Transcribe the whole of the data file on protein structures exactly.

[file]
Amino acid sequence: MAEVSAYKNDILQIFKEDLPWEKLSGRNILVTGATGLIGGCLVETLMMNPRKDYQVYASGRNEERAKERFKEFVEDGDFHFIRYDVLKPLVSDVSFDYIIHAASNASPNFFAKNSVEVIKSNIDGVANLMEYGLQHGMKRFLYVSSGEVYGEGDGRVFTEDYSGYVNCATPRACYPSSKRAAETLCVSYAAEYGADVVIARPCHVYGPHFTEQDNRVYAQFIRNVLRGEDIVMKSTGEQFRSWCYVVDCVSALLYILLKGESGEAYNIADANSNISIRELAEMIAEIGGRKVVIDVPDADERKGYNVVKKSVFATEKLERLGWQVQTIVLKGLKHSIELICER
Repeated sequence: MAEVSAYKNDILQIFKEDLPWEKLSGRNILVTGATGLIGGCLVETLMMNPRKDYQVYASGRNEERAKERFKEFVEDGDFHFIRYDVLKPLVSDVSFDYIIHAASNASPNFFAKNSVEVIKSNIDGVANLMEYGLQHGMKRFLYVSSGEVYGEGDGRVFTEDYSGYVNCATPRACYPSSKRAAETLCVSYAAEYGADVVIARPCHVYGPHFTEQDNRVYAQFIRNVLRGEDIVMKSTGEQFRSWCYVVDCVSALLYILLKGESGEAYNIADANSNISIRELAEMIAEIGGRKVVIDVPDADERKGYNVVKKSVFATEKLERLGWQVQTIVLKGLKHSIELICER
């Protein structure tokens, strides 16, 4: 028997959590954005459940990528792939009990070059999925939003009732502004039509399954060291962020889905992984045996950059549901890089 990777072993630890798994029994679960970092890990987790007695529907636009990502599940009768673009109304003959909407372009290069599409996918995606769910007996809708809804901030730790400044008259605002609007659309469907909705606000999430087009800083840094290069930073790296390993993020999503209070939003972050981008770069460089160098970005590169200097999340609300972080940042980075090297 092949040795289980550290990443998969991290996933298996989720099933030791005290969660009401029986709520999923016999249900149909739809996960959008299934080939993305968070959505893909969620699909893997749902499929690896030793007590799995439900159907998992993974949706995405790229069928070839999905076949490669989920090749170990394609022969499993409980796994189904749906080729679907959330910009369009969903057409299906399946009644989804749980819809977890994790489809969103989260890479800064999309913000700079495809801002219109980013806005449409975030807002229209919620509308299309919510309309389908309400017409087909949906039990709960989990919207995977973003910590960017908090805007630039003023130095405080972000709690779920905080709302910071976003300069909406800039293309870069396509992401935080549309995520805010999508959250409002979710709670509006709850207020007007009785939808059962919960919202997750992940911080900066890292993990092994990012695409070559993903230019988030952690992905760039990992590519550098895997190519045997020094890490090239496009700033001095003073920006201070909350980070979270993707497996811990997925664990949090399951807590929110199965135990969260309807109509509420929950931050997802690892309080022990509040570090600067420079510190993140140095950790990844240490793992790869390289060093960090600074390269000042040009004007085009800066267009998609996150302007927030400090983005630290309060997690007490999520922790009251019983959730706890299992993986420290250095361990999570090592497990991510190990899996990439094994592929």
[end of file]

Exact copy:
Amino acid sequence: MAEVSAYKNDILQIFKEDLPWEKLSGRNILVTGATGLIGGCLVETLMMNPRKDYQVYASGRNEERAKERFKEFVEDGDFHFIRYDVLKPLVSDVSFDYIIHAASNASPNFFAKNSVEVIKSNIDGVANLMEYGLQHGMKRFLYVSSGEVYGEGDGRVFTEDYSGYVNCATPRACYPSSKRAAETLCVSYAAEYGADVVIARPCHVYGPHFTEQDNRVYAQFIRNVLRGEDIVMKSTGEQFRSWCYVVDCVSALLYILLKGESGEAYNIADANSNISIRELAEMIAEIGGRKVVIDVPDADERKGYNVVKKSVFATEKLERLGWQVQTIVLKGLKHSIELICER
Repeated sequence: MAEVSAYKNDILQIFKEDLPWEKLSGRNILVTGATGLIGGCLVETLMMNPRKDYQVYASGRNEERAKERFKEFVEDGDFHFIRYDVLKPLVSDVSFDYIIHAASNASPNFFAKNSVEVIKSNIDGVANLMEYGLQHGMKRFLYVSSGEVYGEGDGRVFTEDYSGYVNCATPRACYPSSKRAAETLCVSYAAEYGADVVIARPCHVYGPHFTEQDNRVYAQFIRNVLRGEDIVMKSTGEQFRSWCYVVDCVSALLYILLKGESGEAYNIADANSNISIRELAEMIAEIGGRKVVIDVPDADERKGYNVVKKSVFATEKLERLGWQVQTIVLKGLKHSIELICER
């Protein structure tokens, strides 16, 4: 028997959590954005459940990528792939009990070059999925939003009732502004039509399954060291962020889905992984045996950059549901890089 990777072993630890798994029994679960970092890990987790007695529907636009990502599940009768673009109304003959909407372009290069599409996918995606769910007996809708809804901030730790400044008259605002609007659309469907909705606000999430087009800083840094290069930073790296390993993020999503209070939003972050981008770069460089160098970005590169200097999340609300972080940042980075090297 092949040795289980550290990443998969991290996933298996989720099933030791005290969660009401029986709520999923016999249900149909739809996960959008299934080939993305968070959505893909969620699909893997749902499929690896030793007590799995439900159907998992993974949706995405790229069928070839999905076949490669989920090749170990394609022969499993409980796994189904749906080729679907959330910009369009969903057409299906399946009644989804749980819809977890994790489809969103989260890479800064999309913000700079495809801002219109980013806005449409975030807002229209919620509308299309919510309309389908309400017409087909949906039990709960989990919207995977973003910590960017908090805007630039003023130095405080972000709690779920905080709302910071976003300069909406800039293309870069396509992401935080549309995520805010999508959250409002979710709670509006709850207020007007009785939808059962919960919202997750992940911080900066890292993990092994990012695409070559993903230019988030952690992905760039990992590519550098895997190519045997020094890490090239496009700033001095003073920006201070909350980070979270993707497996811990997925664990949090399951807590929110199965135990969260309807109509509420929950931050997802690892309080022990509040570090600067420079510190993140140095950790990844240490793992790869390289060093960090600074390269000042040009004007085009800066267009998609996150302007927030400090983005630290309060997690007490999520922790009251019983959730706890299992993986420290250095361990999570090592497990991510190990899996990439094994592929």